In vivo MRI is sensitive to remyelination in a nonhuman primate model of multiple sclerosis

  1. Maxime Donadieu
  2. Nathanael J Lee
  3. María I Gaitán
  4. Seung-Kwon Ha
  5. Nicholas J Luciano
  6. Snehashis Roy
  7. Benjamin V Ineichen
  8. Emily C Leibovitch
  9. Cecil C Yen
  10. Dzung L Pham
  11. Afonso C Silva
  12. Mac Johnson
  13. Steve Jacobson
  14. Pascal Sati  Is a corresponding author
  15. Daniel S Reich  Is a corresponding author
  1. National Institute of Neurological Disorders and Stroke, United States
  2. University of Pittsburgh, United States
  3. National Institute of Mental Health, United States
  4. Vertex Phamaceuticals Inc, United States
  5. Cedars-Sinai Medical Center, United States

Abstract

Remyelination is crucial to recover from inflammatory demyelination in multiple sclerosis (MS). Investigating remyelination in vivo using magnetic resonance imaging (MRI) is difficult in MS, where collecting serial short-interval scans is challenging. Using experimental autoimmune encephalomyelitis (EAE) in common marmosets, a model of MS that recapitulates focal cerebral inflammatory demyelinating lesions, we investigated whether MRI is sensitive to, and can characterize, remyelination. In 6 animals followed with multisequence 7-tesla MRI, 31 focal lesions, predicted to be demyelinated or remyelinated based on signal intensity on proton density-weighted images, were subsequently assessed with histopathology. Remyelination occurred in 4 of 6 marmosets and 45% of lesions. Radiological-pathological comparison showed that MRI had high statistical sensitivity (100%) and specificity (90%) for detecting remyelination. This study demonstrates the prevalence of spontaneous remyelination in marmoset EAE and the ability of in vivo MRI to detect it, with implications for preclinical testing of pro-remyelinating agents.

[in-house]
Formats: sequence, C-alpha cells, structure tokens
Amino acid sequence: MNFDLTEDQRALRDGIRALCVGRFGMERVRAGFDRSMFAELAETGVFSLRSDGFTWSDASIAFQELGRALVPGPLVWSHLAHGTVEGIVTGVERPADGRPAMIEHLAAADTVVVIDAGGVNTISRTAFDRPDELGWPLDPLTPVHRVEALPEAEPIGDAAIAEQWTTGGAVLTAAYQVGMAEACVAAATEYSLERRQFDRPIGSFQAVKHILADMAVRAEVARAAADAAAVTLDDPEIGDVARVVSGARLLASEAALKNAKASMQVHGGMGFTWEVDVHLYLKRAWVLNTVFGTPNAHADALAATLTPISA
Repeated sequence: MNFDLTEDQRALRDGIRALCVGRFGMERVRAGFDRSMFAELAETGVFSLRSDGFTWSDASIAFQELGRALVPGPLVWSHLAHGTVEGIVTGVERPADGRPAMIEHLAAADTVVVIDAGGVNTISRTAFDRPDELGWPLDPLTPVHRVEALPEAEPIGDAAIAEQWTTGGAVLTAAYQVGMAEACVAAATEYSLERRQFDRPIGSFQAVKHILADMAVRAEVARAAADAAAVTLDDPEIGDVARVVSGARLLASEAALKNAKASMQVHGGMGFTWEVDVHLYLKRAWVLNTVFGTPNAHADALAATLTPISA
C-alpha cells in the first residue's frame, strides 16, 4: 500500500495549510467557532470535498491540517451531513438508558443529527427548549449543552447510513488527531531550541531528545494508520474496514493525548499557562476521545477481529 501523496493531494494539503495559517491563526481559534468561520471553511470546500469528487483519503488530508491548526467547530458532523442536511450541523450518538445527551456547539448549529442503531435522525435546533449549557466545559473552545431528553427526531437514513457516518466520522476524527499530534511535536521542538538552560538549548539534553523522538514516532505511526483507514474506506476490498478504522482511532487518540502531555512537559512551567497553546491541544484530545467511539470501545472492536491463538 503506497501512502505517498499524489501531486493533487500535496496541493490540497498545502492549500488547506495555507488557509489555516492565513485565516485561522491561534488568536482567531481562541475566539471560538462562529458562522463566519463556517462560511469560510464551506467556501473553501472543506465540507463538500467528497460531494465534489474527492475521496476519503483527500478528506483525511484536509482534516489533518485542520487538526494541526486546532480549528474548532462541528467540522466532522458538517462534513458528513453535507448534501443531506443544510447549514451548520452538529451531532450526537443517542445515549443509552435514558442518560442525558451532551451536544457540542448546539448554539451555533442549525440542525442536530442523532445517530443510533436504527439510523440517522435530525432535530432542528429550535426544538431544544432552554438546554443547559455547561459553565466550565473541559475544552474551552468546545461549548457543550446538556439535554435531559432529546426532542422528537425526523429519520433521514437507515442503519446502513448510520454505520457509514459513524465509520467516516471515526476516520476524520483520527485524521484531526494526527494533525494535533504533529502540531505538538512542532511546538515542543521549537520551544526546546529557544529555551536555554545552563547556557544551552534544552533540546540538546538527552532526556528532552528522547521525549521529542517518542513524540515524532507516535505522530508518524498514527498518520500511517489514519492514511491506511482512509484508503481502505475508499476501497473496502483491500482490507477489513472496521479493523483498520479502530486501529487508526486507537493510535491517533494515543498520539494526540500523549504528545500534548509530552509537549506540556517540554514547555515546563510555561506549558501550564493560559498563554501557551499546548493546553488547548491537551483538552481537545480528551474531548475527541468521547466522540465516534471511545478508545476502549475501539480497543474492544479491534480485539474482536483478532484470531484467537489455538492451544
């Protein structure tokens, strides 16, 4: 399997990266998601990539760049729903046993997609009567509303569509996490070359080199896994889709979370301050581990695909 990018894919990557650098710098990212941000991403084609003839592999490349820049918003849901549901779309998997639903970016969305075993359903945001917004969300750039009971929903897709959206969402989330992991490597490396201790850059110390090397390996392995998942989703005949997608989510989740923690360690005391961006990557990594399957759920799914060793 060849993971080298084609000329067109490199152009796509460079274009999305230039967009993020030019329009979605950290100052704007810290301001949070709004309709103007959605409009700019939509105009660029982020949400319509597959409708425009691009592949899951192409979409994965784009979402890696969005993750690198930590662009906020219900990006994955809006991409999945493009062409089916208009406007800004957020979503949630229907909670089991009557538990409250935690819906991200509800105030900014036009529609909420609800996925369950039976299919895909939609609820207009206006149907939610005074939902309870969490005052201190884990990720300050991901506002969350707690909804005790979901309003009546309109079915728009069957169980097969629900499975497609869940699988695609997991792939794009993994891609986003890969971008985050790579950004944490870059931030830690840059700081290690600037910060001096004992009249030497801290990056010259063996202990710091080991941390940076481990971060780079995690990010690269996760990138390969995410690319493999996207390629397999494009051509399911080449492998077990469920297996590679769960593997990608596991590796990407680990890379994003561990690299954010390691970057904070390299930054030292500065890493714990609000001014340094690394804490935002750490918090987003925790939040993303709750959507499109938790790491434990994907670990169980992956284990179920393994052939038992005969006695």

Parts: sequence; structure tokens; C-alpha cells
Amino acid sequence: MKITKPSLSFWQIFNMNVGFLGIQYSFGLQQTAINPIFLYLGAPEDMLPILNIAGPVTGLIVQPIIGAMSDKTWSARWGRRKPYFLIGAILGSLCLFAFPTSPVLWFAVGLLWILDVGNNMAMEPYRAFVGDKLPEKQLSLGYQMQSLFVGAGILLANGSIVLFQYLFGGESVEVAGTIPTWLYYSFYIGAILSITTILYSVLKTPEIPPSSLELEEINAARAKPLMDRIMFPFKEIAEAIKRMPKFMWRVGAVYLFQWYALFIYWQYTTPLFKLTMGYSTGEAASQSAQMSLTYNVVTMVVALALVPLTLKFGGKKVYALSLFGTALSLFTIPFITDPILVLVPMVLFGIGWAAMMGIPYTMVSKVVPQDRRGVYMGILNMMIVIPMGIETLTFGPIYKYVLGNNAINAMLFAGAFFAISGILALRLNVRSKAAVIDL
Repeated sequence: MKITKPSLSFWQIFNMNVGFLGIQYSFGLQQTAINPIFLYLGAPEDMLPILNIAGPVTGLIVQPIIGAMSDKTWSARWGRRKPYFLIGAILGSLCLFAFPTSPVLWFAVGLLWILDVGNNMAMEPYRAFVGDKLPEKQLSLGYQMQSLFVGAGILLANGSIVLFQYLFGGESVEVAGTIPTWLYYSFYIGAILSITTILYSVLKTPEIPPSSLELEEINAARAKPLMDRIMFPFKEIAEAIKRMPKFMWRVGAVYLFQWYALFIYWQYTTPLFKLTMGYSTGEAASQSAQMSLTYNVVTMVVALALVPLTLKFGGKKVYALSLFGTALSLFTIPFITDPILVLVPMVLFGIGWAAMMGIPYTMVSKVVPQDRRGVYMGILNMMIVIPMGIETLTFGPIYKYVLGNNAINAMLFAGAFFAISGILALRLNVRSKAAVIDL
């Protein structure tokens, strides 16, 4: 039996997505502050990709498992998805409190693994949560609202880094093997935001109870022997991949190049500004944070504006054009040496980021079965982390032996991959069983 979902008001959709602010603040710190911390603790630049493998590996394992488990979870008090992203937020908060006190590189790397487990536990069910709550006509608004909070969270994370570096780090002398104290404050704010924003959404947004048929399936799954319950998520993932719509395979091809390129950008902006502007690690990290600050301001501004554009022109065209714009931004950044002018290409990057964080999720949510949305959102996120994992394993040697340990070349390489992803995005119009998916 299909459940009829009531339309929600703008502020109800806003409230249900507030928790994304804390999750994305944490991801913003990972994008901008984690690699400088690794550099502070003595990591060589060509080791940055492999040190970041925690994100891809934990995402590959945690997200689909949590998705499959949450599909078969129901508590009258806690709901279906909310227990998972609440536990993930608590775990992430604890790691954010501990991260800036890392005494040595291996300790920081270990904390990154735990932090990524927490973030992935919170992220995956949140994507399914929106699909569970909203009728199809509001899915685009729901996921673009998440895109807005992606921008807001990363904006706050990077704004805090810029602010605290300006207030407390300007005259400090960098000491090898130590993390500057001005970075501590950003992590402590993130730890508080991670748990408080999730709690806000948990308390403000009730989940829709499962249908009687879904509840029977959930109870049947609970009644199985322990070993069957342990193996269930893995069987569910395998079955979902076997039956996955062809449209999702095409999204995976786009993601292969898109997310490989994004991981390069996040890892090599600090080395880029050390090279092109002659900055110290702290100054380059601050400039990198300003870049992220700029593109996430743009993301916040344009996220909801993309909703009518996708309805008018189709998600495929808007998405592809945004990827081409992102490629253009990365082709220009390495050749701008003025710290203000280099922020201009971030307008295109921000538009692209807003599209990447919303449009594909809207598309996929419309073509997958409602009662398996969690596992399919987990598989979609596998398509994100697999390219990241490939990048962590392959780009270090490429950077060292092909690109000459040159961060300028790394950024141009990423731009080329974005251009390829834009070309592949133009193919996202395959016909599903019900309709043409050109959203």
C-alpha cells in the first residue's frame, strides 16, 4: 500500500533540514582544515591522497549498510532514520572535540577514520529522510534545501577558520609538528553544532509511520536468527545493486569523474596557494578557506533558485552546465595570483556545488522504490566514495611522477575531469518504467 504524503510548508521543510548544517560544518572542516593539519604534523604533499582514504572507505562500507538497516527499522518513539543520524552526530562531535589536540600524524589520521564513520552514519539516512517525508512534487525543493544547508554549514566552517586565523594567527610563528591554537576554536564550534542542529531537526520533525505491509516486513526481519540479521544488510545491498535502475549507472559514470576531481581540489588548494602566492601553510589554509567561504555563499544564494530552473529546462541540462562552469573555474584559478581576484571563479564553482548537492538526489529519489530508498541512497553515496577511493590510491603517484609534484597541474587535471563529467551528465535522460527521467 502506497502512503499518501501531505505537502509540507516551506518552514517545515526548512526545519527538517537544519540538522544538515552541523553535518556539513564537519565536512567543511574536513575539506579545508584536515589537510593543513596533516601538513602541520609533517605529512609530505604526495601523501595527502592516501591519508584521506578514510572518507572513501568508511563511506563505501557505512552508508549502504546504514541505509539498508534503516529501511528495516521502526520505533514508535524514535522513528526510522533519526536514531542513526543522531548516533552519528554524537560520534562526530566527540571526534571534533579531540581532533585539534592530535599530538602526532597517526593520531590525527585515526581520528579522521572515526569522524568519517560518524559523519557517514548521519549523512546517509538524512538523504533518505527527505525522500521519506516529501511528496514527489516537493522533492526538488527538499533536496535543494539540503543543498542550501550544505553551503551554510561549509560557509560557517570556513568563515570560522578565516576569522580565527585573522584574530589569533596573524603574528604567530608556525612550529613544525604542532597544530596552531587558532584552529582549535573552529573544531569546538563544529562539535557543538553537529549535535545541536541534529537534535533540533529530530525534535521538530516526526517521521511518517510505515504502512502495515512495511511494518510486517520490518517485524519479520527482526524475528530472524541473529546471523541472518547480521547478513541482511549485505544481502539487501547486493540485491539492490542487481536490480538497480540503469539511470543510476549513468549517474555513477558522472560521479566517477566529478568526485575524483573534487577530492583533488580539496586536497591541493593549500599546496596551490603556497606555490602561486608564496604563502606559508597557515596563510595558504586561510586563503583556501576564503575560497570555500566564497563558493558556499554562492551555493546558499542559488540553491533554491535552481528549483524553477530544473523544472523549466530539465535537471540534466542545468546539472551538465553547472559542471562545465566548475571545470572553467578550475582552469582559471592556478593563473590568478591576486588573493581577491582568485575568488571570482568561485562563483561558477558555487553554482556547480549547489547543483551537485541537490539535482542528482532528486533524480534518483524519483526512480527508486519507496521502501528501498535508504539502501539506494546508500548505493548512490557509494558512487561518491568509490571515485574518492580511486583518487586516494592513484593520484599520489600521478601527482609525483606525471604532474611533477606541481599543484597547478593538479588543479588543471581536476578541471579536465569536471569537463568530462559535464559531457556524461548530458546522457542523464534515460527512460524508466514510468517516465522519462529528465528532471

Data availability

All of the 6 marmosets' serial in vivo MRI images, including all the sequences used for analysis and figure generation, were uploaded in an easily accessible format (NIFTI). The file names are titled with the corresponding animal # used in the manuscript, as well as the date of MRI acquisition. All the Iba1 and PLP immunohistochemistry stains have been uploaded as well.

Article and author information

Author details

  1. Maxime Donadieu

    Translational Neuroradiology Section, National Institute of Neurological Disorders and Stroke, Bethesda, United States
    Competing interests
    No competing interests declared.
  2. Nathanael J Lee